ED: Functional constipation (FC) is one of the most common problems encountered in childhood. Diagnosis is clinical and management is simple.
The estimated prevalence of FC is about 3% in the first year of life increasing to 10-14% in the second year. Trigger factors are change in diet in the first year and toilet training in the second to third years of life where excessive caregiver pressure to maintain bowel control and/or inappropriate techniques, such as regular use of toilets without sufficient leg support can lead to stool withholding.
An underlying disease for constipation is found in less than 5% of children. The rest fulfil the criteria for FC.
Diagnostic criteria have been revised in the new Rome IV Criteria published in 2016 (Table 1). The duration of symptoms to make a diagnosis has been reduced from the previous criteria as shorter duration of symptoms and prompt treatment is associated with increased response rate.
The latest recommendation for clinical evaluation and management from the European and North American societies for Pediatric Gastroenterology, Hepatology and Nutrition are as follows: The Rome criteria are recommended for the definition of FC for all age groups. FC diagnosis is based on history and physical examination
Alarm signs and symptoms and diagnostic clues should be used to identify an underlying disease responsible for the constipation (Table 2). If only one Rome criterion is present and the diagnosis of FC is uncertain, a digital examination of the anorectum is recommended to confirm the diagnosis and exclude underlying medical conditions. There is no role for the routine use of an abdominal x-ray to diagnose FC
A plain abdominal radiograph may be used if fecal impaction is suspected but in whom physical examination is unreliable/not possible. Routine testing for cow’s milk allergy is not recommended in children with constipation in the absence of alarm features. Laboratory testing to screen for hypothyroidism, celiac disease, and hypercalcemia is not recommended in children with constipation in the absence of alarm features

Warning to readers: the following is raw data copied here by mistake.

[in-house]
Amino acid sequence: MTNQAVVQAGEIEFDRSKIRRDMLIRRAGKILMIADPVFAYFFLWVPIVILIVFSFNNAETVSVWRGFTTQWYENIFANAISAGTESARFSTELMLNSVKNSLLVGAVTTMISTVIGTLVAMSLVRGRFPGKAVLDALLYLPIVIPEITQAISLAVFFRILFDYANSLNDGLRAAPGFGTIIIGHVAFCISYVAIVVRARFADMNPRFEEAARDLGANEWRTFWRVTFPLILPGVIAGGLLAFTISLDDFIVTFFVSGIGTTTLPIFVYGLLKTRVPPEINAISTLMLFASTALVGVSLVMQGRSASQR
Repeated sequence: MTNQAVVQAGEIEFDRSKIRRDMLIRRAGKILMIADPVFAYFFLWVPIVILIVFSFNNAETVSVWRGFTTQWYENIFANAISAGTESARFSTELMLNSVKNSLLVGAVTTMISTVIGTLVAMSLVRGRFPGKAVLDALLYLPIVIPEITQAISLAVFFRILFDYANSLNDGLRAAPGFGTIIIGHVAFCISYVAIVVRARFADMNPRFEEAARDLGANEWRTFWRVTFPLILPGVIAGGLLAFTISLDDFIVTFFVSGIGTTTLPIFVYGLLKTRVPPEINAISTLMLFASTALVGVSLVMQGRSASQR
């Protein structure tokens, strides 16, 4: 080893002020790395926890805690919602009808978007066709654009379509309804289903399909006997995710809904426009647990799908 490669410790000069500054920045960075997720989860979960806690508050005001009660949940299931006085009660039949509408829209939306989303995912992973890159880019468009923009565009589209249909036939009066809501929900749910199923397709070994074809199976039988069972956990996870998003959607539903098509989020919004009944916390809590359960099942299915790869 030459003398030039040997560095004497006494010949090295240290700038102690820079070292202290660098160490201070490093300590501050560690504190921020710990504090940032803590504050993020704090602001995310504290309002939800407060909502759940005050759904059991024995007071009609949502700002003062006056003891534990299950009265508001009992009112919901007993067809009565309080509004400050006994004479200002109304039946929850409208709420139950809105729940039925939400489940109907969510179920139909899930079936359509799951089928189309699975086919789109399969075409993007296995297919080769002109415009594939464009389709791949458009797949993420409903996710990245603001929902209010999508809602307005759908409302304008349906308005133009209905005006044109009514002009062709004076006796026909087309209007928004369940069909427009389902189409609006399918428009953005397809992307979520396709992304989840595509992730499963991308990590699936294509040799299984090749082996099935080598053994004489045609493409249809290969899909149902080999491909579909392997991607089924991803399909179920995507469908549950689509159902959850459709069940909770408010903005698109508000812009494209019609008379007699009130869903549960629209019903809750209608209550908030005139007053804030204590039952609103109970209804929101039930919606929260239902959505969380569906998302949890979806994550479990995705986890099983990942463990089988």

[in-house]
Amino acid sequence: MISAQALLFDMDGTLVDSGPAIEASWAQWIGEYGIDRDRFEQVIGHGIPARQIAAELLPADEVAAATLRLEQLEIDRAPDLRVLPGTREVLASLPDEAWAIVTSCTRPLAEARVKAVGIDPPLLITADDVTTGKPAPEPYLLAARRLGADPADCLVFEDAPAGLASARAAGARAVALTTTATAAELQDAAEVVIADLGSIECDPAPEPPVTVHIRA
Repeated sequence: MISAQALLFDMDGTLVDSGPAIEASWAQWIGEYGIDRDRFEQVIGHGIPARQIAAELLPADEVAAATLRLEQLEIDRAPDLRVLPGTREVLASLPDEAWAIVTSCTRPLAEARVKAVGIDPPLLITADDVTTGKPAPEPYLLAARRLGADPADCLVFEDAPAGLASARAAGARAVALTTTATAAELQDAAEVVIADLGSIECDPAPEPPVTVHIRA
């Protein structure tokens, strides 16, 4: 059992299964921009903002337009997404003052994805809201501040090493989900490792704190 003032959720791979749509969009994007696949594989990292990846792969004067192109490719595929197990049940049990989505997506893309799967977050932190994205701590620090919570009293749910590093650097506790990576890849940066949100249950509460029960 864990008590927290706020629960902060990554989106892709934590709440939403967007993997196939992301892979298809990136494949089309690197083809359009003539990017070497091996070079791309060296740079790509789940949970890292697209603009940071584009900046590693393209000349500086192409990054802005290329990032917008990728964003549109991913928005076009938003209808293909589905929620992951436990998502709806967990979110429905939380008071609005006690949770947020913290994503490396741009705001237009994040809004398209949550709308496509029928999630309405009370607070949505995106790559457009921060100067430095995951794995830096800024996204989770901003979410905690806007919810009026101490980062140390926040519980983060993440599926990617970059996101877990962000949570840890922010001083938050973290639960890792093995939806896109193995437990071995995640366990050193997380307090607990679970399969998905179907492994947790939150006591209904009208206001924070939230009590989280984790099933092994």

The main indication to perform anorectal manometry in the evaluation of intractable constipation is to assess the presence of the recto-anal inhibitory reflex. Rectal biopsy is the gold standard for diagnosing Hirschsprung’s disease. A barium enema should not be used as an initial diagnostic tool for the evaluation of FC
After a thorough evaluation to rule out alarm features, age-appropriate treatment is commenced.
First is education of the caregiver and child. Reassurance of the benign nature of the condition generally leads to resolution once the child gains confidence. Progress is not smooth until the toddler is confident that defecation will not be painful.
In addition to behavioural modification that includes toilet routine and improved caregiver and child dynamics around stooling, pharmacologic interventions are the mainstay. This comprises rectal or oral disimpaction and maintenance therapy to prevent re-accumulation.
Laxatives containing polyethylene glycol (PEG) are more effective than any other group for both phases. For infants, lactulose is used more often.
In the absence of quality evidence, the recent guidelines do not recommend routine use of fibre, increased fluid intake, prebiotics, probiotics, and routine use of multidisciplinary treatment or alternative treatments such as transcutaneous nerve stimulation.
FC is a benign condition diagnosed clinically. Abdominal x-ray is rarely required to diagnose or assess response to treatment. Invasive investigations are reserved for those with alarm features and treatment refractory symptoms. Behaviour modification including the family dynamics and oral laxatives are mainstays of treatment.
Table 1 – Rome IV criteria for diagnosis of FC
Table 2 – Alarm features in children with Constipation
References available on request.
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Author competing interests: nil relevant disclosures.
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